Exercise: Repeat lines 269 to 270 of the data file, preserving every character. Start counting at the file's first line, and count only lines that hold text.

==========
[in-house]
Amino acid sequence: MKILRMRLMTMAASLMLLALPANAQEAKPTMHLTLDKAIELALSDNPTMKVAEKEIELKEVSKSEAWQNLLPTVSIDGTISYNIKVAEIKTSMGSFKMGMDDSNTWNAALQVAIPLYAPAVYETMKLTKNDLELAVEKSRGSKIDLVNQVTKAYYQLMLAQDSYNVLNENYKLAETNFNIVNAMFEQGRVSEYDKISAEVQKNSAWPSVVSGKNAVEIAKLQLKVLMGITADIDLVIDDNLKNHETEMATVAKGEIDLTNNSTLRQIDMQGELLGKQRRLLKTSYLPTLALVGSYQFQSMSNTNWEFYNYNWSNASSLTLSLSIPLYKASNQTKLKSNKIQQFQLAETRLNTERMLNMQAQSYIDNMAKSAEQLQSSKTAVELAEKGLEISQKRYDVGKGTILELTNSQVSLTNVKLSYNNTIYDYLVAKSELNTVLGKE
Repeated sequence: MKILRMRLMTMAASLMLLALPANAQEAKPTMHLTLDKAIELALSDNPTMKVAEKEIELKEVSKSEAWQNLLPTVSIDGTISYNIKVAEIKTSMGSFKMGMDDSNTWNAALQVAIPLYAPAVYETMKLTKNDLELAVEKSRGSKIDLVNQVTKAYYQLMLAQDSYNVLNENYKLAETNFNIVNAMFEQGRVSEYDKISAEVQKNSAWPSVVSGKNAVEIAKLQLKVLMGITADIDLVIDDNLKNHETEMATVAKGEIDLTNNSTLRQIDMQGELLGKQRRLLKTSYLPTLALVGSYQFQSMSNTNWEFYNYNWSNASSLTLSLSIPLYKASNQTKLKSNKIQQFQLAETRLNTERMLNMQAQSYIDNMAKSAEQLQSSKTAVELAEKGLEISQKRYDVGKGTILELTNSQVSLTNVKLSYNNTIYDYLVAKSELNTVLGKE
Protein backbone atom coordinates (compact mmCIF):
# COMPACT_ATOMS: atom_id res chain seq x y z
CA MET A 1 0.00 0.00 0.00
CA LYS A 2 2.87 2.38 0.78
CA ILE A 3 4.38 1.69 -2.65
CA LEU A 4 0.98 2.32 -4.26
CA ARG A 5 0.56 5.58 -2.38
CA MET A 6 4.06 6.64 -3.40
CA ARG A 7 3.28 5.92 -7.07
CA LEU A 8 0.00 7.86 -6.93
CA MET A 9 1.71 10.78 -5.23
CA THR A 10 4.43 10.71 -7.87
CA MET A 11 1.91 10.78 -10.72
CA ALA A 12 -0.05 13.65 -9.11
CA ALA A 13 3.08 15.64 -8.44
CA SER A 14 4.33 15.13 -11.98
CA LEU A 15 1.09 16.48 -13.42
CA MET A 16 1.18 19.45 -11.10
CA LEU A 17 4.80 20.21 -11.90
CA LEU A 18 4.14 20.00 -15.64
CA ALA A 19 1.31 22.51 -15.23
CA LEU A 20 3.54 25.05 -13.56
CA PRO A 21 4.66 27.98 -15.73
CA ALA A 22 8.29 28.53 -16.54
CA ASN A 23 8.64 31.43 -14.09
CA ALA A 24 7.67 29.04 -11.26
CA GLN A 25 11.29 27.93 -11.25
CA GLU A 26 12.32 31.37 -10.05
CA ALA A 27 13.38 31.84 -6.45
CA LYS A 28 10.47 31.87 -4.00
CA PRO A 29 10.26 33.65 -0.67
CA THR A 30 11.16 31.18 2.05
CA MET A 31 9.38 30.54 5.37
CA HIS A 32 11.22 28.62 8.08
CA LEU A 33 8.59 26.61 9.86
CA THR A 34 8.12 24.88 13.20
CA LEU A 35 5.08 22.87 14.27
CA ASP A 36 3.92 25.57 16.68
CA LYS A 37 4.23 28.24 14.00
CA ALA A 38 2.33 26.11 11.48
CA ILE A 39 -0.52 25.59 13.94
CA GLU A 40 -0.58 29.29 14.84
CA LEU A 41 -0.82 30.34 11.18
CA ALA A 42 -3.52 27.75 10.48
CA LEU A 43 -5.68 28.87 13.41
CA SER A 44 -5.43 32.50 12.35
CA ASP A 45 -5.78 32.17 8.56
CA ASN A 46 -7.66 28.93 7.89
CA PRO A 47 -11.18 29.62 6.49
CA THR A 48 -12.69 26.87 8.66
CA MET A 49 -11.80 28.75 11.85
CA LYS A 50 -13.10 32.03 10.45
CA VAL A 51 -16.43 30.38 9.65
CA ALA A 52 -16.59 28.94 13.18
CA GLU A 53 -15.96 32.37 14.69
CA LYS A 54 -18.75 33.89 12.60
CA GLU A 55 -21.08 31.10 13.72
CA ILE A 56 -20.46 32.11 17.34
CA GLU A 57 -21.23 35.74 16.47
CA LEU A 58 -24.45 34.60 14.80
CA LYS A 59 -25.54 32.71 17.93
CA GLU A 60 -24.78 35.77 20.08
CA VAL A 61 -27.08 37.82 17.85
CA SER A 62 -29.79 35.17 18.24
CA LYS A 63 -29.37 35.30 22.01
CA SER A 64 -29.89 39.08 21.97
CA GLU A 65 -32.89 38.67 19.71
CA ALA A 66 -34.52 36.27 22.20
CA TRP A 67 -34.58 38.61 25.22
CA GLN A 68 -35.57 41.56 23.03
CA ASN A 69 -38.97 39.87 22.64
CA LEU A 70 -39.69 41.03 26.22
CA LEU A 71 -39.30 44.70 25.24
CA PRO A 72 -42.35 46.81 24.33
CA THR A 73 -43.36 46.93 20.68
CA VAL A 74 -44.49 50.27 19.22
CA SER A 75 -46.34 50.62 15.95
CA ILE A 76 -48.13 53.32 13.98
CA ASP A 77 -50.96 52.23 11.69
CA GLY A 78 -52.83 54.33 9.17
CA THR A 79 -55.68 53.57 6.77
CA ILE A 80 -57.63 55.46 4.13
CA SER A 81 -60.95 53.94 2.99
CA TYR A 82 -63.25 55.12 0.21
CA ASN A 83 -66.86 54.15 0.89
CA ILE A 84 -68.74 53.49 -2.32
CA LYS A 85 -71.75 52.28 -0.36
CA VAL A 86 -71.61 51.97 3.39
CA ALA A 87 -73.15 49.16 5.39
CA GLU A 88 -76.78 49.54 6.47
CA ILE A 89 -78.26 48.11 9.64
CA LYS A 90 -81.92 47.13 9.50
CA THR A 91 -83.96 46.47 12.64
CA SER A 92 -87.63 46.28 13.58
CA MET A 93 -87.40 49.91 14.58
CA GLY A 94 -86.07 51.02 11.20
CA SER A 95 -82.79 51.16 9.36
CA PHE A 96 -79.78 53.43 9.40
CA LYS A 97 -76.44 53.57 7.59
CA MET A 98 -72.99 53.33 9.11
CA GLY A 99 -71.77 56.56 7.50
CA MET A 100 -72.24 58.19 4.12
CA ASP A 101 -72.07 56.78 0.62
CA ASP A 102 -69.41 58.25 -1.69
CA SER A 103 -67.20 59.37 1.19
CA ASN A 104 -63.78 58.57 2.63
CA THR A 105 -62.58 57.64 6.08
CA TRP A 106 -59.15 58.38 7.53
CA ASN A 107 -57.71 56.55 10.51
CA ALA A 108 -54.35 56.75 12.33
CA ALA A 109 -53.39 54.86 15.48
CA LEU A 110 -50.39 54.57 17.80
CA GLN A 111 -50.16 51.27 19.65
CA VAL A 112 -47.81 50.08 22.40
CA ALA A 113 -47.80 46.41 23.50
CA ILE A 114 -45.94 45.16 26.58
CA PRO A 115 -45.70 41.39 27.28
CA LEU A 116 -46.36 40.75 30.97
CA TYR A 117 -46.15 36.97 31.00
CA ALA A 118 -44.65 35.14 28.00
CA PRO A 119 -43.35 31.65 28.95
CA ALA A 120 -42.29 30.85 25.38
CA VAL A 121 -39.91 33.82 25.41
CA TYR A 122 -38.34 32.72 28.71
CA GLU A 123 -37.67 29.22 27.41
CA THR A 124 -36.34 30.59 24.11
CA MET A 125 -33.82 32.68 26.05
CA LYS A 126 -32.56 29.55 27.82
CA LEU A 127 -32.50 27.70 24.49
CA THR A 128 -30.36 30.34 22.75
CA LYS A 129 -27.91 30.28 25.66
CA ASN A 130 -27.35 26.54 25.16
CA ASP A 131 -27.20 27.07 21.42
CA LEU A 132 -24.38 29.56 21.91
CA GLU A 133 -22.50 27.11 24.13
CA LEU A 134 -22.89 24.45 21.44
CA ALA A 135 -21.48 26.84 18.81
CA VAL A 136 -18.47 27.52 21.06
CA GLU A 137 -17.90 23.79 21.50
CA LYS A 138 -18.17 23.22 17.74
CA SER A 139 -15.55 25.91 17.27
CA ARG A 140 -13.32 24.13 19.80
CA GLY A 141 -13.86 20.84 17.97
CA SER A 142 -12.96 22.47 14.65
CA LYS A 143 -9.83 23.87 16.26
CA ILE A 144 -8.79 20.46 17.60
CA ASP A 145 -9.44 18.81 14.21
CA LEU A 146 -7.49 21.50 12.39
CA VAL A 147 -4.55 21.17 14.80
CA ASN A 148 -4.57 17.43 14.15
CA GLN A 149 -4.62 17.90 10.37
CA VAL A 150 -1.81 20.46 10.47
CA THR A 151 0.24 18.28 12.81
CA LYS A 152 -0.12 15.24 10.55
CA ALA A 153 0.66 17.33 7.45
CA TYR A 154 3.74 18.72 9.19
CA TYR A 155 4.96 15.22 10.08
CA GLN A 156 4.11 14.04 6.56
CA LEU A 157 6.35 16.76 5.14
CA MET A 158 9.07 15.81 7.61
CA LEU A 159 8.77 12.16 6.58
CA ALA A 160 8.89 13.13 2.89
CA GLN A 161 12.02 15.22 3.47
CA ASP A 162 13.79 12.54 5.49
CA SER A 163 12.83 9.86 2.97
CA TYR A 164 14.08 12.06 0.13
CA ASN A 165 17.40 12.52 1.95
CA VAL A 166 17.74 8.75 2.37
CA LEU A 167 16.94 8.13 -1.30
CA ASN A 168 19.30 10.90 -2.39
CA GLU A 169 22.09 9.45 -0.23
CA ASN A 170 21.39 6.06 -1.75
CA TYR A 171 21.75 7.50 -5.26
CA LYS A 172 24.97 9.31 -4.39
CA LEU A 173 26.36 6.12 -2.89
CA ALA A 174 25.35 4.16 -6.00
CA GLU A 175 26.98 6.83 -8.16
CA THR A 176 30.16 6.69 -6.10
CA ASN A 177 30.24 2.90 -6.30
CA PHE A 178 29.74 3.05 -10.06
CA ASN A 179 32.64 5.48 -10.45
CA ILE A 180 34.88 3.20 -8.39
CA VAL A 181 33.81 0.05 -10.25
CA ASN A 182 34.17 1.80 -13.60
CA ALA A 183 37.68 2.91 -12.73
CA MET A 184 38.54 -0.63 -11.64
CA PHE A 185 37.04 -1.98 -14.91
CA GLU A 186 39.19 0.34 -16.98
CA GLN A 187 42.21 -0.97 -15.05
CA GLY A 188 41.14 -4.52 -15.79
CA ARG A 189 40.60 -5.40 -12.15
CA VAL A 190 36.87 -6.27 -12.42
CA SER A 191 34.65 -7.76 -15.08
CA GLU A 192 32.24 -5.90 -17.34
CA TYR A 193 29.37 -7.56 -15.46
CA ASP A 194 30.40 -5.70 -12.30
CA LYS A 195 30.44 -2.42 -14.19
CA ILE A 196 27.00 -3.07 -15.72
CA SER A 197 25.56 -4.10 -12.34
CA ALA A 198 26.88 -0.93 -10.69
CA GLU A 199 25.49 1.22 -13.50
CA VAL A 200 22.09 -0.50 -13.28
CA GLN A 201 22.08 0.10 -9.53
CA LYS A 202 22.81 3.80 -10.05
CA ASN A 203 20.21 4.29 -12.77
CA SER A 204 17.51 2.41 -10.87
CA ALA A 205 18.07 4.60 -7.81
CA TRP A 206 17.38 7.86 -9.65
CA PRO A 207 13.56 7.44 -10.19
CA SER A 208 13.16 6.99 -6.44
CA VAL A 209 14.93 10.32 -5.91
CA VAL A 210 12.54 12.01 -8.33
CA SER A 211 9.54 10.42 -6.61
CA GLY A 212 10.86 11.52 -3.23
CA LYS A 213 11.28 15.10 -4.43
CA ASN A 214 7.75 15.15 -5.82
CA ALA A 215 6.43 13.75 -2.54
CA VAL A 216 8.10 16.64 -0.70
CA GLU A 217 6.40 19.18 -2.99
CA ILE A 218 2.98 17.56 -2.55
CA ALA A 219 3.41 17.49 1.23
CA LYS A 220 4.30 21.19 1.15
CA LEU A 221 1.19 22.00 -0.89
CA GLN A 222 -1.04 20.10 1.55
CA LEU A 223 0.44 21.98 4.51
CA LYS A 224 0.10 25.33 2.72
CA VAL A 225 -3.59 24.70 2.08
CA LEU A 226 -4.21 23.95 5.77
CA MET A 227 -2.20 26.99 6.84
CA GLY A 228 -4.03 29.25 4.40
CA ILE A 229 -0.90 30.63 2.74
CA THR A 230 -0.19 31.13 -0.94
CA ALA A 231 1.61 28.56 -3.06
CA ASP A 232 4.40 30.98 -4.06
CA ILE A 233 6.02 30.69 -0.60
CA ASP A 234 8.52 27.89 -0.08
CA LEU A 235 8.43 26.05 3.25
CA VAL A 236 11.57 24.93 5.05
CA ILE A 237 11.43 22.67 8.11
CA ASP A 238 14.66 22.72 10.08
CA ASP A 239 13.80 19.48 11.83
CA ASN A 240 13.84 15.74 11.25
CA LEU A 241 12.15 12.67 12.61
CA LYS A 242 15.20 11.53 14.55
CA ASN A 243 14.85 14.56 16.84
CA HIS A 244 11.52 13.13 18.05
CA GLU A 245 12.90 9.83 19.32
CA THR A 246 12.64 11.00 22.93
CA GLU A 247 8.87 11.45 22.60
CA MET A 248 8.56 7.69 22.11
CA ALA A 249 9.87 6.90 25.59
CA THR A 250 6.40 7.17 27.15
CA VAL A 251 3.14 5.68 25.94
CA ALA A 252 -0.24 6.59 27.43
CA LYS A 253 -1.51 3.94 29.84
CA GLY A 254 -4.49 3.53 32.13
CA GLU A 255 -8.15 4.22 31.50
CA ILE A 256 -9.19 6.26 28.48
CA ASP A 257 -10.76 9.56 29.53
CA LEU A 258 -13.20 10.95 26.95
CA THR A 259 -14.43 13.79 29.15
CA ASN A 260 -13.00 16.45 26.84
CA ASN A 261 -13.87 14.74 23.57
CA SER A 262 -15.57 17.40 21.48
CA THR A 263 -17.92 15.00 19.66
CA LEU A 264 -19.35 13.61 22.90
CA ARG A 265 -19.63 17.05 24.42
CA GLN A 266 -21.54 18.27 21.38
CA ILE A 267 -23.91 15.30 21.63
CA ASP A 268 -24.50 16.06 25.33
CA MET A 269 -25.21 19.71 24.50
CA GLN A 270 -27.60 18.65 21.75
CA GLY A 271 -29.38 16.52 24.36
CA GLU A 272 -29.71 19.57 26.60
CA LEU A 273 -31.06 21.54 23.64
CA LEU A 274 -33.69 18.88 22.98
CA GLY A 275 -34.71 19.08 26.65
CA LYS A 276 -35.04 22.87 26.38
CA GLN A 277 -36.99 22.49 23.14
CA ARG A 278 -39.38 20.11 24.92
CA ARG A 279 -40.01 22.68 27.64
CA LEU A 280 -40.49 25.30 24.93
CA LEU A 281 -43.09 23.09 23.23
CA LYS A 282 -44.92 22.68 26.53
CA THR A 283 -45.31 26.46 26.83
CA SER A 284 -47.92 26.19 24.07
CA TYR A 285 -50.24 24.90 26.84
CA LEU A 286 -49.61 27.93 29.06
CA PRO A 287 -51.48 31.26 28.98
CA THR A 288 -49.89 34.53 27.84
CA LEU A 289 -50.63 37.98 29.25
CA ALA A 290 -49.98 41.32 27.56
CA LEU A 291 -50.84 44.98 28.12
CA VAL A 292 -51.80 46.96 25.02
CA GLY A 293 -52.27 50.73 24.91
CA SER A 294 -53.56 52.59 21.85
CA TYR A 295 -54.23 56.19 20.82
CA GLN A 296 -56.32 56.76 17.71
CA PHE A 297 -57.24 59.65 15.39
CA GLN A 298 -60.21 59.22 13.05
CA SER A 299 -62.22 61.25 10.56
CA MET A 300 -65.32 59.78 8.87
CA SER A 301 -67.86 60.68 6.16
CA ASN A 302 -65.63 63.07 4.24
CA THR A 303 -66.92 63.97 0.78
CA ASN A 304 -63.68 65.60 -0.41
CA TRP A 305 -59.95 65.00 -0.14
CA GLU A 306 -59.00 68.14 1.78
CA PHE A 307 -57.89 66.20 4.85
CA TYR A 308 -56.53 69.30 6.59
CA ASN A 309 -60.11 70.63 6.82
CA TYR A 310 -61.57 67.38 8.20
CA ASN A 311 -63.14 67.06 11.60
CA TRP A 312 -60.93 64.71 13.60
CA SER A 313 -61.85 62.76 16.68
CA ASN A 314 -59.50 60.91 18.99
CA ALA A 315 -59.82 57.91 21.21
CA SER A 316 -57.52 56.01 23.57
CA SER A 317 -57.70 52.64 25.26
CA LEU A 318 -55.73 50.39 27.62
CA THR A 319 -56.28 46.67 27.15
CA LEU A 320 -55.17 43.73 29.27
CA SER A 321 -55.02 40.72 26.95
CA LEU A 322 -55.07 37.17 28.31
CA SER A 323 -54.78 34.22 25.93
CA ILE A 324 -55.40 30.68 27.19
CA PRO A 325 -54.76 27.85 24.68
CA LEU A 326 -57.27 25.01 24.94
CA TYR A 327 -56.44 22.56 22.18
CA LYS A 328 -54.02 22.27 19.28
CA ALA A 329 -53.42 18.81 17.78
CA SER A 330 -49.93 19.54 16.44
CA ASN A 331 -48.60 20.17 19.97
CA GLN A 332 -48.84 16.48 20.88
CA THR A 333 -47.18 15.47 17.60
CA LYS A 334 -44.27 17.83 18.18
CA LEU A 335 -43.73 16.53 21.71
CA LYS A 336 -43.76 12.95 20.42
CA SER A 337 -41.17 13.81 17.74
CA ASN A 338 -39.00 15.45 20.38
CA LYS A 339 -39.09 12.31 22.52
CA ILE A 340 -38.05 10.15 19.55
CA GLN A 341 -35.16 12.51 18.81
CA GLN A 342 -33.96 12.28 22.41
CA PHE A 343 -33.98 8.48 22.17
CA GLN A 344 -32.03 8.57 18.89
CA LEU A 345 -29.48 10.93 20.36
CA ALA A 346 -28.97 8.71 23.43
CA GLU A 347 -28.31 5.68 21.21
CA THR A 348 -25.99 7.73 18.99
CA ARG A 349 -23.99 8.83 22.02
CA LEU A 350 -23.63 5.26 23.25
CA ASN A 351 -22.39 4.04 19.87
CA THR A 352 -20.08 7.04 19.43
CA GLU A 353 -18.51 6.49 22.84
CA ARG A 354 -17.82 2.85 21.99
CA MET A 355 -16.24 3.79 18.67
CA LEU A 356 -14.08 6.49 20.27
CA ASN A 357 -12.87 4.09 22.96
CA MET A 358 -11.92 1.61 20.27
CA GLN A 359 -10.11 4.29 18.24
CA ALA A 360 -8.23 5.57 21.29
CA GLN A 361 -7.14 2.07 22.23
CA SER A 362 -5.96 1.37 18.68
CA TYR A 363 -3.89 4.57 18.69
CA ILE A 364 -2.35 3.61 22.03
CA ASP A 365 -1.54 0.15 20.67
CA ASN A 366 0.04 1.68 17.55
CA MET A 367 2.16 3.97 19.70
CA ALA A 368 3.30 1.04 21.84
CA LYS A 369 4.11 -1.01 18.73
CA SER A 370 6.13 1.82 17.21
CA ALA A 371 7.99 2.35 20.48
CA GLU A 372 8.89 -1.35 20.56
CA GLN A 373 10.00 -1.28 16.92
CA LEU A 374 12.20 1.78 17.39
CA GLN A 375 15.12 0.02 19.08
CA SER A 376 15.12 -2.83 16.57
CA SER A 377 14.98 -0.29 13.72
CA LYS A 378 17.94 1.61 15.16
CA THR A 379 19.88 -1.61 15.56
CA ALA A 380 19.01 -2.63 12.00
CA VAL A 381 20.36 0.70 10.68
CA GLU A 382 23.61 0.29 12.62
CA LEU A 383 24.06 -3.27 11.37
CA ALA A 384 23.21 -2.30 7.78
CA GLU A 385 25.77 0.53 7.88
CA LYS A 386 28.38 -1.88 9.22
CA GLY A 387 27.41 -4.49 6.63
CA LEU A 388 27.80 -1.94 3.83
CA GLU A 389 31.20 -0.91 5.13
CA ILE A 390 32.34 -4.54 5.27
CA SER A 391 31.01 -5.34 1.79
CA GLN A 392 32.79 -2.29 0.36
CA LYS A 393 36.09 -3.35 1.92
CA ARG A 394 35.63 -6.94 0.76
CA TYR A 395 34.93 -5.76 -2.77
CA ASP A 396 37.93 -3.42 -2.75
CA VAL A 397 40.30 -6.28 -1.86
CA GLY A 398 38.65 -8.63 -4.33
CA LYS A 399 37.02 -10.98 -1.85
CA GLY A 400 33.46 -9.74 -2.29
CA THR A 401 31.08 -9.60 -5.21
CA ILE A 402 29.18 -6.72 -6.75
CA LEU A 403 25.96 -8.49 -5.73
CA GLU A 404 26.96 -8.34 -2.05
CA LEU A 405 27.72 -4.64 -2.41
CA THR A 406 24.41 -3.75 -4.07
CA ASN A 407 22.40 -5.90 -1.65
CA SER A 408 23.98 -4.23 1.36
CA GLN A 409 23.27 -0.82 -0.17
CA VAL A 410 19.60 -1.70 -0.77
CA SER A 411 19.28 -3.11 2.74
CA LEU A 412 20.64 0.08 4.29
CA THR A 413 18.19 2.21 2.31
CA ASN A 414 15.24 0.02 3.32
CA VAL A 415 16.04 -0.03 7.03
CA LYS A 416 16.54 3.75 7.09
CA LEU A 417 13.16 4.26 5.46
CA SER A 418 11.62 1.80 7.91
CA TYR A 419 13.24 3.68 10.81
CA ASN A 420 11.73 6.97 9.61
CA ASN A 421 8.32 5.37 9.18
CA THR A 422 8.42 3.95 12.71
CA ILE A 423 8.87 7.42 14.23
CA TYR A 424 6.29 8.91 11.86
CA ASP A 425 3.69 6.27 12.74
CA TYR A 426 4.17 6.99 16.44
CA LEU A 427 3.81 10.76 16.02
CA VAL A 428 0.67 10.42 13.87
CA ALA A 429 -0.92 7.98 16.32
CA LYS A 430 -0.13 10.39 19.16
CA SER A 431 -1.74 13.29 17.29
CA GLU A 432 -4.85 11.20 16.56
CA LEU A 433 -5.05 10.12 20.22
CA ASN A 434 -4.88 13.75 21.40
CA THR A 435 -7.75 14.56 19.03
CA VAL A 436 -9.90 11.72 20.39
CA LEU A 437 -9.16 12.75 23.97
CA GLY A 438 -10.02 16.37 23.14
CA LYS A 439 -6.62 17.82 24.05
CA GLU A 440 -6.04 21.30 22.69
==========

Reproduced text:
CA LEU A 264 -19.35 13.61 22.90
CA ARG A 265 -19.63 17.05 24.42